Netflix reported higher third quarter income as it increased global subscribers by 22% to 158.3 million.
Net income rose to $665 million, or $1.47 a share. Compared to $403 million, or 89 cents a year ago.
Revenue rose to $5.2 billion from $4 billion a year ago.
The numbers exceeded forecasts on Wall Street, where investors were worried about the new streaming competition Netflix will be facing from Disney and Apple this year and AT&T and Comcast next year.
"Netflix’s subscriber growth got back on track in Q3, as we anticipated, with 6.8 million paid new additions," said Neil Begley, senior VP at Moody's. "Our long range forecast for the company remains unchanged: reaching 200 million subscribers by 2021, with an outside chance of reaching that number in late 2020, and continued margin improvement until the company achieves break-even free cash flow in 2023, when margins reach the mid 20% range."
In the U.S., Netflix added about 500,000 subscribers, below the 800,000 it had forecast.
“Since our U.S. price increase earlier this year, retention has not yet fully returned on a sustained basis to pre-price-change levels, which has led to slower U.S. membership growth,” the company said in its letter to shareholders.
The company added that revenue growth has been accelerating and ARPU increased.
“With more revenue, we’ll continue to invest to improve our service to further strengthen our value proposition."
International subscriptions increased more than forecast. The company added 6.3 million subscribers, up 32% from a year ago and more than the 6.2 million it had forecast.
For the fourth quarter, Netflix expects to add another 7.6 million subscribers. It sees net income of $232 million or .51 cents a share, up from $134 million , or .30 cents a share a year ago.
The additional 7.6 million subscribers Netflix now expects for 2019 is less than it added last year.
“While we had previously expected 2019 paid net adds to be up year over year, our current forecast reflects less precision in our ability to forecast the impact of our Q4 content slate, which consists of several new big IP launches (as opposed to returning seasons), the minor elevated churn in response to some price changes, and new forthcoming competition,” the company said. “As we outline in more detail below, our long-term outlook on our business is unchanged.”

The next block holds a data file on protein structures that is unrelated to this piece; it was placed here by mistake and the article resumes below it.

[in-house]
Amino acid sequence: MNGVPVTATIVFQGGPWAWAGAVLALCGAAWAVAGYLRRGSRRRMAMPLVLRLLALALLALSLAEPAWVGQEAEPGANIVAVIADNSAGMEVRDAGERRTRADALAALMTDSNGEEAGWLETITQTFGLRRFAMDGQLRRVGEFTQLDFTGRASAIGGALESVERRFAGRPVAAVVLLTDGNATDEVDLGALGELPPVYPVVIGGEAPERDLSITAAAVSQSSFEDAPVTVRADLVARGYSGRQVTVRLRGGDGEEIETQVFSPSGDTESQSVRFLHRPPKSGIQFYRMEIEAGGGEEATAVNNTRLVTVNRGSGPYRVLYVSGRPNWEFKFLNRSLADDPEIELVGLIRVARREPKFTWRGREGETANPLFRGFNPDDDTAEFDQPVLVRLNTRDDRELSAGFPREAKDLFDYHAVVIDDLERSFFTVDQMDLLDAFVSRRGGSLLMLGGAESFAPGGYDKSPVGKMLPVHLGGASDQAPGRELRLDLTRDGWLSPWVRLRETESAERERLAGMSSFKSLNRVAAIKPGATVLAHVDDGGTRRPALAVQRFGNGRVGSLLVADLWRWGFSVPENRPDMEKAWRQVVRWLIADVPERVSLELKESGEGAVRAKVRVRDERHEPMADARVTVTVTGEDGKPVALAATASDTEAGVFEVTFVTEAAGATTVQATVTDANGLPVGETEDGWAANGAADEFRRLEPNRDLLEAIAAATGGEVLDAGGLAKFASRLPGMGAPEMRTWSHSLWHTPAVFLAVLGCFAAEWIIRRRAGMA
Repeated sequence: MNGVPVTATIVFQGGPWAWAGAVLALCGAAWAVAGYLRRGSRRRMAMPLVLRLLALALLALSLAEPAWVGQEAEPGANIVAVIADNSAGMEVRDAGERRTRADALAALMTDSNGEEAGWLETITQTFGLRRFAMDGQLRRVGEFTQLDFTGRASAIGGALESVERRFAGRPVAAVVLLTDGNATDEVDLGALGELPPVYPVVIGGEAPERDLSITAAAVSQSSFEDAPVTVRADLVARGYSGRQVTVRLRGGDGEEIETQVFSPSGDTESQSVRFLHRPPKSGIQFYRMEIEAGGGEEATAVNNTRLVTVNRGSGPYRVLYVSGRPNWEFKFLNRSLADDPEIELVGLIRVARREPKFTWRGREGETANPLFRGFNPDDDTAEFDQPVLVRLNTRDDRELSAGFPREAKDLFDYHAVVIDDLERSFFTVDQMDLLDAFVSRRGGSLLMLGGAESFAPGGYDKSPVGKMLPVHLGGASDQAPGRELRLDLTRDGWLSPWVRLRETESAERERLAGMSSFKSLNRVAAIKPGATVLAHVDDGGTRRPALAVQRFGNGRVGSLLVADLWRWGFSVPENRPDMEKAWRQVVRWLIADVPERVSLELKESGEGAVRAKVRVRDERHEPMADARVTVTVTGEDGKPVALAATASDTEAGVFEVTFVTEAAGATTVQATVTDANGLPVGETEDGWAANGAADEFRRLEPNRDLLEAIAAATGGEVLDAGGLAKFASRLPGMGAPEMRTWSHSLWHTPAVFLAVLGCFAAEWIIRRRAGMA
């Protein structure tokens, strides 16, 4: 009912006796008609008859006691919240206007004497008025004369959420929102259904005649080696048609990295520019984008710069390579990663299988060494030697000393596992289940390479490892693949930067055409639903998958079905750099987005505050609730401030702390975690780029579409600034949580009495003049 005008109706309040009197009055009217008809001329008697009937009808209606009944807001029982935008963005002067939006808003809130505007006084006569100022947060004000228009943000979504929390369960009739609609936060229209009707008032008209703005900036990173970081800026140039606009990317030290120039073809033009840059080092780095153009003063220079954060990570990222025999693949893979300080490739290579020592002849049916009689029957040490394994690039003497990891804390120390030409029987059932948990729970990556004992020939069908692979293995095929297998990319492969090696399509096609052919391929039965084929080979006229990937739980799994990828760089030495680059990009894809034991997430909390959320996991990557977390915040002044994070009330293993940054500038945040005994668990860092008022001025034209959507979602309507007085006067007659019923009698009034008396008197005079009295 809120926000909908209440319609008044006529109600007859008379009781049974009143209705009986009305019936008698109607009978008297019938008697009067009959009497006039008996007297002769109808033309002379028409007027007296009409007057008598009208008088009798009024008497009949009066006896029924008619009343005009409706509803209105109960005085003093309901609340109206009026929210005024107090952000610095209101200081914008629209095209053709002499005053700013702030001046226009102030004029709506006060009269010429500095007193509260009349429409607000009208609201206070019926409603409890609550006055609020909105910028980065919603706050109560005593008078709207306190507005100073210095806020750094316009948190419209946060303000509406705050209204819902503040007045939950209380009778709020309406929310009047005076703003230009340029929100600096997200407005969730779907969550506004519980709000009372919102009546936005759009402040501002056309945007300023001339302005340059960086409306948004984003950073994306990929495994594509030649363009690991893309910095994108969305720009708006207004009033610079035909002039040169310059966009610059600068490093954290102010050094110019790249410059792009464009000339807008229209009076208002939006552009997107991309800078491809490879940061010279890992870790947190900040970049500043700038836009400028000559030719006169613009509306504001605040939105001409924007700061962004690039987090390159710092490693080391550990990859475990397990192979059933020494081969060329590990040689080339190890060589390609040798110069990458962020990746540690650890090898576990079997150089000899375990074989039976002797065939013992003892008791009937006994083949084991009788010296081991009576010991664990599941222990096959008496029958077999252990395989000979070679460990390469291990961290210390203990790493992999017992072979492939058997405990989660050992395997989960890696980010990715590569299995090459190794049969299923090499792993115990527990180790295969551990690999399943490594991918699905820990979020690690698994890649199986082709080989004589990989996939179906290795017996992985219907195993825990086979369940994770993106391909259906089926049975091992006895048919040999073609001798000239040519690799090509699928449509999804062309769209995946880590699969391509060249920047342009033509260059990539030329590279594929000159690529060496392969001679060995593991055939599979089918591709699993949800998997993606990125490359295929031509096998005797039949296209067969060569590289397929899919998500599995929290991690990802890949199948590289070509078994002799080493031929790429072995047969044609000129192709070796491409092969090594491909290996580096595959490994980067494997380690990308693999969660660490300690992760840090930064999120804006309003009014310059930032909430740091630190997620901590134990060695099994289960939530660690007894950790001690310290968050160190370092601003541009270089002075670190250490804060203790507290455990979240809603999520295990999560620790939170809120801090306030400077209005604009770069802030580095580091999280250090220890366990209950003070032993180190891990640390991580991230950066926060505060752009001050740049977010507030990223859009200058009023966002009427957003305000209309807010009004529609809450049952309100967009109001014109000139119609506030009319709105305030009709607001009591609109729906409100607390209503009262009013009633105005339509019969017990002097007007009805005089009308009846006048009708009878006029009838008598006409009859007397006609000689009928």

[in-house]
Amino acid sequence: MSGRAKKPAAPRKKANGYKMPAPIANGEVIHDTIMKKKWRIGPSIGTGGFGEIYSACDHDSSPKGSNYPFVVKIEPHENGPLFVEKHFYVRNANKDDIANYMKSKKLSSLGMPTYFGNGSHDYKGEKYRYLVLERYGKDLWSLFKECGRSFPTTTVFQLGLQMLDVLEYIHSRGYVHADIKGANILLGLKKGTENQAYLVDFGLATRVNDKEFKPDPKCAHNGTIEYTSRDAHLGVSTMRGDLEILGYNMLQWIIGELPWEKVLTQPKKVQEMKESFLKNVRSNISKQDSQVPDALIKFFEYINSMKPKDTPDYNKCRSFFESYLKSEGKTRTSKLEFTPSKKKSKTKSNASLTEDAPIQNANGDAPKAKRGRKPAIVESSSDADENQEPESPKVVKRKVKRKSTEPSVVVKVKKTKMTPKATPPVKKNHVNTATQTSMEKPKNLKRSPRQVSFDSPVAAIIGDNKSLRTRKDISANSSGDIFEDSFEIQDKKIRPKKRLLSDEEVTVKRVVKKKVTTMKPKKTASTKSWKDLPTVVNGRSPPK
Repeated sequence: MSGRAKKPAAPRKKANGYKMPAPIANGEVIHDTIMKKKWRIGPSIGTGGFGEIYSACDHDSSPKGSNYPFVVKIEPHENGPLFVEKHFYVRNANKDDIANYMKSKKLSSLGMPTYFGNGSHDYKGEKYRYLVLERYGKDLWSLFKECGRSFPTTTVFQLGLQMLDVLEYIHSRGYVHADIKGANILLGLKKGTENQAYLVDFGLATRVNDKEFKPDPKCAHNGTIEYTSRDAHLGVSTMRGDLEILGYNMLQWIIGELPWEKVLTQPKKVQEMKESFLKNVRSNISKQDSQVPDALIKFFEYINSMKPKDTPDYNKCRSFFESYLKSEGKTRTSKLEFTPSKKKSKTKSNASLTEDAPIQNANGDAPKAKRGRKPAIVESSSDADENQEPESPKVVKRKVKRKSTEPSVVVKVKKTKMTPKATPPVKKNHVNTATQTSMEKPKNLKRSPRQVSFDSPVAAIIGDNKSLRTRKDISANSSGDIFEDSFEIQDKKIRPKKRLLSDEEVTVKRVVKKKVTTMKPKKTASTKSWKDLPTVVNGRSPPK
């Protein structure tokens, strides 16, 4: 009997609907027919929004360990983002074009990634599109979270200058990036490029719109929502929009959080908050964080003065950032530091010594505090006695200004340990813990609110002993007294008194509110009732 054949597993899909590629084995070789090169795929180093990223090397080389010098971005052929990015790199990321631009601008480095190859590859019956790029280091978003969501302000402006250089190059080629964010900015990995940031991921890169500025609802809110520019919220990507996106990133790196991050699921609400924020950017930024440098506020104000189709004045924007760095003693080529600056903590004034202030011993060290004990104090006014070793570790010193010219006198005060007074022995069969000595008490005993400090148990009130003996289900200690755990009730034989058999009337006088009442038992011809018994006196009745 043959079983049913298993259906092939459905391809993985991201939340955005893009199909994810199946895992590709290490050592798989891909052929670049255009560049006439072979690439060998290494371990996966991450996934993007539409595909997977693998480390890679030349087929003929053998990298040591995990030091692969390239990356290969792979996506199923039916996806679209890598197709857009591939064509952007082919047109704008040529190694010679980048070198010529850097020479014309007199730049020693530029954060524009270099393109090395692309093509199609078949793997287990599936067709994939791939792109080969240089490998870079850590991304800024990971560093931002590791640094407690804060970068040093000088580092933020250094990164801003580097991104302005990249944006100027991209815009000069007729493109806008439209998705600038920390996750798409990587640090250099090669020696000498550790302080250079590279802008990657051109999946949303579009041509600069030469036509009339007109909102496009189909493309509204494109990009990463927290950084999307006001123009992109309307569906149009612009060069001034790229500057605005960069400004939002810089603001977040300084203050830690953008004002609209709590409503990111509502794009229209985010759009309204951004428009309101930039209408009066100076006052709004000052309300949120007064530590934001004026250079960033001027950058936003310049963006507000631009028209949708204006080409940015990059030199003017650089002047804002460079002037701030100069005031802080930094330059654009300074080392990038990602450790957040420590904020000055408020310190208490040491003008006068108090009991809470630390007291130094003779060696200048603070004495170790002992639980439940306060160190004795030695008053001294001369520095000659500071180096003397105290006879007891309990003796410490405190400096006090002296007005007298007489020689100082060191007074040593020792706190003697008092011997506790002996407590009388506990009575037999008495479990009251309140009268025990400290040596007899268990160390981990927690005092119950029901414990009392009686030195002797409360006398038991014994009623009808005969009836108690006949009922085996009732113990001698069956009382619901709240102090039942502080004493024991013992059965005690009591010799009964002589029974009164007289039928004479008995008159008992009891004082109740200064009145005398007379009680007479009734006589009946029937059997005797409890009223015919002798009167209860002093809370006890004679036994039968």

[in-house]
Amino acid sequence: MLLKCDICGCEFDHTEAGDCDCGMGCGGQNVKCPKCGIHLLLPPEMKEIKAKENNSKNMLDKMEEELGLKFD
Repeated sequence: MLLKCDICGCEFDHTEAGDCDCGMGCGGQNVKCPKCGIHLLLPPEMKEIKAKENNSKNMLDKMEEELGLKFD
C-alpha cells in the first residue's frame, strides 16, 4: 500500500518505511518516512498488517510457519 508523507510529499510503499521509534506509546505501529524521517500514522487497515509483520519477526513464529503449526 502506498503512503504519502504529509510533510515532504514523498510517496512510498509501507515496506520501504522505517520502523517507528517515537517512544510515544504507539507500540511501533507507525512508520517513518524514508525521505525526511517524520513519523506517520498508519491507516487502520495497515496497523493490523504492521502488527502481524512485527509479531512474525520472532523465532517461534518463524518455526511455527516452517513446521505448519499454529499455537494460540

The company acknowledged that new competitors will have an impact on its business. "The launch of these new services will be noisy. There may be some modest headwind to our near-term growth, and we have tried to factor that into our guidance," Netflix said. "In the long-term, though, we expect we’ll continue to grow nicely given the strength of our service and the large market opportunity. "
With more competition on the way, Netflix noted that it is moving increasingly to original content because competitors’ studios have been pulling back content, such as the popular series Friends and The Office. But Netflix added that its own original content is working in terms of member viewing and engagement. Season 3 of Stranger Things was watched in 64 million households during its first four weeks--its most watched season to date, the company said.
Netflix said it is expanding its non-English language originals because they’re growing the company’s penetration in international markets. It said it is also investing aggressively in original films, noting that Secret Obsession was watched by 40 million households, Otherhood was watched by 29 million households and Tall Girl was seen by 41 million households in the first 28 days it was available.
Netflix said that in 2019 it will spend $15 billion on a cash basis on content.
“With so many firms now looking to provide premium video content to consumers, it’s a great time to be a creator of content. Amazing content can be expensive. We don’t shy away from taking bold swings if we think the business impact will also be amazing. We don’t close every deal we chase and we don’t chase every deal on the table,” the company said. “And while not all projects that we do pursue will work out, our large and growing subscription base helps enable us to try many approaches.”
Jon has been business editor of Broadcasting+Cable since 2010. He focuses on revenue-generating activities, including advertising and distribution, as well as executive intrigue and merger and acquisition activity. Just about any story is fair game, if a dollar sign can make its way into the article. Before B+C, Jon covered the industry for TVWeek, Cable World, Electronic Media, Advertising Age and The New York Post. A native New Yorker, Jon is hiding in plain sight in the suburbs of Chicago.
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